Here’s a video that talks about what happened and where the company is now:
Eventually, Christopher stepped down as CEO of Naativ (but is still an advisor it sounds like) and moved on to other pursuits, one of which is Everra.
What Does Everra Sell?
At the time of this writing, Everra only has three products on its website.
They are (along with their prices):
- Eye Serum = $64
- Face Serum = $69
- InstaLast Serum = $39
They are apparently still in pre-launch phase. It’s very hard to get information on this company. I think this is where Christopher gets himself into trouble. There’s no information on their website and no communication with people about what’s happening and when.
I assume that other makeup and skincare products will be coming out eventually, but it’s weird to join an MLM that doesn’t even have all of its ducks in a row. How do you know if it’ll ever fully launch? What if this turns out to be a mess like Naativ?
How Much Does it Cost to Join Everra?
To join Everra as a Beauty Influencer, it’s only $9 right now. What do you get for your $9? It looks like you just get the chance to be a part of this MLM.
What I find interesting with Everra is that the Beauty Influencers don’t even have the product yet. How are they supposed to sell a product that they don’t have and haven’t used? How do they know if it works?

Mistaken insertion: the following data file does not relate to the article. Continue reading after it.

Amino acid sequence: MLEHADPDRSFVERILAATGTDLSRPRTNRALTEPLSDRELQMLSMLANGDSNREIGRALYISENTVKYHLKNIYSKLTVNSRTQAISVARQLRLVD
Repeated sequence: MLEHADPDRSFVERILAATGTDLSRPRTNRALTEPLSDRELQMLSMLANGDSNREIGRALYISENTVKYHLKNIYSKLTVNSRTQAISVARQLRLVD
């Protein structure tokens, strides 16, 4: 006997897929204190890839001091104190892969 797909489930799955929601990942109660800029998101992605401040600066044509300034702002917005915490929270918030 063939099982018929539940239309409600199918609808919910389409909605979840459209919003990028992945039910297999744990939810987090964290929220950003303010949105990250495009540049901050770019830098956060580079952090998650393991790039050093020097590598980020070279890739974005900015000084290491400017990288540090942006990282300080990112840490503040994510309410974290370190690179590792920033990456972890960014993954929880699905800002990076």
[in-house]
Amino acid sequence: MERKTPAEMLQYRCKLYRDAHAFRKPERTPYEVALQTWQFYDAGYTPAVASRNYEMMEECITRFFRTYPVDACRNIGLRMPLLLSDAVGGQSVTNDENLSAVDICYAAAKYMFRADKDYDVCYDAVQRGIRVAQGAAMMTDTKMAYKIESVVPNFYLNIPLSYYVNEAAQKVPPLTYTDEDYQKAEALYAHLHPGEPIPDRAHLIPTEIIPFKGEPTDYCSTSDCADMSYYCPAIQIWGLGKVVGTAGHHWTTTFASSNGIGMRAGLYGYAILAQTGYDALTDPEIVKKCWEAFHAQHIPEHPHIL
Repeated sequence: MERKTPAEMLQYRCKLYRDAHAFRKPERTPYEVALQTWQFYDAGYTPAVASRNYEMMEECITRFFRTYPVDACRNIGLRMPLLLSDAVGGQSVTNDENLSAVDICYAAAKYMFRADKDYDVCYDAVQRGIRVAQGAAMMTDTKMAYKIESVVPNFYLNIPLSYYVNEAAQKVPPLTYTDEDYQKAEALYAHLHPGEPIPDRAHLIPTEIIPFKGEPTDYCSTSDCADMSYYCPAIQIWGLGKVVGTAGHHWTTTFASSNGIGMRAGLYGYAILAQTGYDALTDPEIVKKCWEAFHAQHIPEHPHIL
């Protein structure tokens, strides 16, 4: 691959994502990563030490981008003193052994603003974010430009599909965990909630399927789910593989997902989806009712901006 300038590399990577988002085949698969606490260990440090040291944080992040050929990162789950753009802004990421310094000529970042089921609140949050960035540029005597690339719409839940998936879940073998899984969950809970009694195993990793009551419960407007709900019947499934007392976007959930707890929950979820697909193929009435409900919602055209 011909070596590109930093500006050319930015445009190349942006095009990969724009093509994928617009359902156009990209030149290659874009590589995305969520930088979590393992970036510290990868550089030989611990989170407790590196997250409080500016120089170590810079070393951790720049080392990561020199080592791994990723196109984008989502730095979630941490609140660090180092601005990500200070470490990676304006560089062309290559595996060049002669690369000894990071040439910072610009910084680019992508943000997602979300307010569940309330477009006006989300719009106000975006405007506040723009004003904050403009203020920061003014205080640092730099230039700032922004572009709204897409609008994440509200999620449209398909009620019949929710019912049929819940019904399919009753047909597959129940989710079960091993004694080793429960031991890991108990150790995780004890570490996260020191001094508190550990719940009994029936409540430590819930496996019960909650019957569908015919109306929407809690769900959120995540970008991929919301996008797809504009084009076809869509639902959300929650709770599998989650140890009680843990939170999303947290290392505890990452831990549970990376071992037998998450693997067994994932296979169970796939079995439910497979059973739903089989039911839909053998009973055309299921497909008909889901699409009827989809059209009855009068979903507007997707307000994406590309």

We all know the truth though. They’re not actually selling the product. They’re selling the “business opportunity.”
Here’s a Facebook live from a woman who got the product as a product tester:
There are a couple of things she said that I really want to call out.
First, she says the product packaging is amazing and the product is supposed to be amazing. How can you sell a product when you don’t know what it’s like? What if you have a reaction to it?
She also says that “anything Chris Welch is involved in is amazing”. Has she seen the countless reviews of people calling him out as a scammer? Does she know about what happened with Naativ?